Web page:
He succeeded his uncle George Anderson as Master of the Queen's Musick in 1870, was appointed Professor of Instrumental Music at Queen's College, London in 1875, Professor of Piano at the Guildhall School of Music in 1885, and was knighted in 1892. Cusins resigned as Master in 1893 and died suddenly from pneumonia while in Belgium, on 31 August, 1893.
Sir Walter Parratt
14th Master 1893-1924
Monarchs: Victoria, Edward VII, George V
If the organ is the King of Instruments, then Walter Parratt was the Monarch of the Organ. Born in 1841 in Huddersfield in Yorkshire, where his father Thomas Parratt was the parish church organist – the father and two sons between them occupied the post in succession for a period of 95 years – Walter Parratt was regarded as the finest performer and teacher of the organ of his day. His pupils included almost all the notable British organists and composers of church music of the succeeding generation. A measure of his outstanding ability is shown by the fact that he could play JS Bach's 48 Preludes and Fugues from memory at the age of only 10.
After Huddersfield, Parratt held posts as private organist to the Earl of Dudley at Great Witley, Worcestershire and then organist at Wigan parish church, Lancashire, where he married in the early 1870s. In 1872 he succeeded John Stainer8 as organist of Magdalen College, Oxford, where he also conducted the choirs of Jesus and Trinity colleges, the musical societies of Exeter, Jesus, and Pembroke colleges, the Oxford Choral Society, and the Trinity College Glee9 Club. He graduated BMus in 1873.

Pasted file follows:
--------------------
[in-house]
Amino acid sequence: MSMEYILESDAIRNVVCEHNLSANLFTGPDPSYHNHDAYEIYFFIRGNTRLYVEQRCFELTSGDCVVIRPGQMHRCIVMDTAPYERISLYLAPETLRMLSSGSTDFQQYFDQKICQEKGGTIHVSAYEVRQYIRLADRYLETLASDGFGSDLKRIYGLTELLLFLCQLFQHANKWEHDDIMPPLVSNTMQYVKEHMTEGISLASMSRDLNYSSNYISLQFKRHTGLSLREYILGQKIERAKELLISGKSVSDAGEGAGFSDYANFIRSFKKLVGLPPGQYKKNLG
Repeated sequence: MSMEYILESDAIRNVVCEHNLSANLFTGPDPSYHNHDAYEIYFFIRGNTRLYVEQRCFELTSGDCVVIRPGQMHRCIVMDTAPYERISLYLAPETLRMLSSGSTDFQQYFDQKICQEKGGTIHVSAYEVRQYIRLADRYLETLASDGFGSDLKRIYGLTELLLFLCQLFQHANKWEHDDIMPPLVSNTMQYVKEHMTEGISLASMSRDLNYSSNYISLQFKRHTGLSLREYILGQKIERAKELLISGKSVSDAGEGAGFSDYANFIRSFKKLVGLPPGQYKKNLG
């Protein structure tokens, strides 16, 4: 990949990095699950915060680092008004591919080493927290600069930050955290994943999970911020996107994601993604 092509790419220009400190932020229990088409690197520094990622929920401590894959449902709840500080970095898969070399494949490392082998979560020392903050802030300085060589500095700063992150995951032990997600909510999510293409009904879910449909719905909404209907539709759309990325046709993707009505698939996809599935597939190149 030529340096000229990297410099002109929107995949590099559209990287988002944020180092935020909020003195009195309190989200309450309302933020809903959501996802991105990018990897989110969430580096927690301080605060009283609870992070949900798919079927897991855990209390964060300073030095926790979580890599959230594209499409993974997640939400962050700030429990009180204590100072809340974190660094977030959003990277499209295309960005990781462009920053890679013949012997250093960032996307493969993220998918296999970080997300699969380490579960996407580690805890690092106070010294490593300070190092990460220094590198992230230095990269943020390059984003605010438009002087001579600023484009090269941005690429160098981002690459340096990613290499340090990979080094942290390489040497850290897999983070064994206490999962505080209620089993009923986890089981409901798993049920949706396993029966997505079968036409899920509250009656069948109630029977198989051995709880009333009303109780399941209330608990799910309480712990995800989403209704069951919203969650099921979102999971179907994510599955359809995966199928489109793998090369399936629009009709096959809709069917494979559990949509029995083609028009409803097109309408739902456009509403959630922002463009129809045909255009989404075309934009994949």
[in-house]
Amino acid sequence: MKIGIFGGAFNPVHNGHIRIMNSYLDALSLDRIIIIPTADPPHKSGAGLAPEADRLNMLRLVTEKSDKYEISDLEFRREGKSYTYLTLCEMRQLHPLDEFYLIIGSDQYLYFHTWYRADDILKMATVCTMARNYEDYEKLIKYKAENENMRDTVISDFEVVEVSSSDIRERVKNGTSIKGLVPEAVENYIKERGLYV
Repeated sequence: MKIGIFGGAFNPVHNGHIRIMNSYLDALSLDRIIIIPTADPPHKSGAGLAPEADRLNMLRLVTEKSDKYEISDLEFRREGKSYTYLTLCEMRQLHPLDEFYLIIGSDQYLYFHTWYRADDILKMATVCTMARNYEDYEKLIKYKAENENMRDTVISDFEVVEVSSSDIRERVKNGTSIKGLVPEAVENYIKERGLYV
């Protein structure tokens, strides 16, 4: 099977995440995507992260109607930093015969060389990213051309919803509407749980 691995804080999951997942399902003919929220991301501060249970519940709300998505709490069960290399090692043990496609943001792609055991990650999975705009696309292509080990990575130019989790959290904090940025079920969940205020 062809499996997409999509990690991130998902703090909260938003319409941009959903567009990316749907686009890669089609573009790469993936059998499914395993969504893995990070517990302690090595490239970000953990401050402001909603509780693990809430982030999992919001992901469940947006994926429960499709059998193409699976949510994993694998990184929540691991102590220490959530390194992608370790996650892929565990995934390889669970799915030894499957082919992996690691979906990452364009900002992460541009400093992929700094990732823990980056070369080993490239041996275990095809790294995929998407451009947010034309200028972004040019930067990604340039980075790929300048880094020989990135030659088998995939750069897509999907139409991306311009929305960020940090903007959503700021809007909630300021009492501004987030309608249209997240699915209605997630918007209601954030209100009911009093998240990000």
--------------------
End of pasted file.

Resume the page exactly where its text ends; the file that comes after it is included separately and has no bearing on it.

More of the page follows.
Parratt's memory skills were also of use on the chess board, a game to which he applied himself rigorously. He captained the Oxford side in the first inter-varsity match between Oxford and Cambridge Universities in 1873, and was at one time President of the Oxford Chess Club.
In 1882, he was appointed as organist of St George's Chapel, Windsor, and in the following year was invited by Sir George Grove10 to accept the post of Professor of Organ at the newly-formed Royal College of Music in London, a post he retained for 40 years. In 1892 he was knighted and made private organist to Queen Victoria, succeeding Sir William Cusins as Master of the Queen's Musick in 1893. Honorary doctorates from Oxford, Cambridge and Durham universities followed, as did further civil honours – MVO (1901), CVO (1917) and KCVO (1921)11.
In 1905 he became Dean of the Faculty of Music at London University, and from 1905 to 1909 President of the Royal College of Organists. In 1906 he was elected an honorary fellow of Magdalen College, and succeeded Sir Hubert Parry as Heather Professor of Music at Oxford in 1908.
Walter Parratt died at his home at Windsor Castle on 27 March, 1924; his ashes and those of his wife are buried beneath the north choir aisle of St George's Chapel, Windsor, near the organ-loft stairs. He composed little music. His lasting legacy is the generation of musicians whom he taught and inspired.
Sir Edward Elgar
15th Master 1924-34
Monarch: George V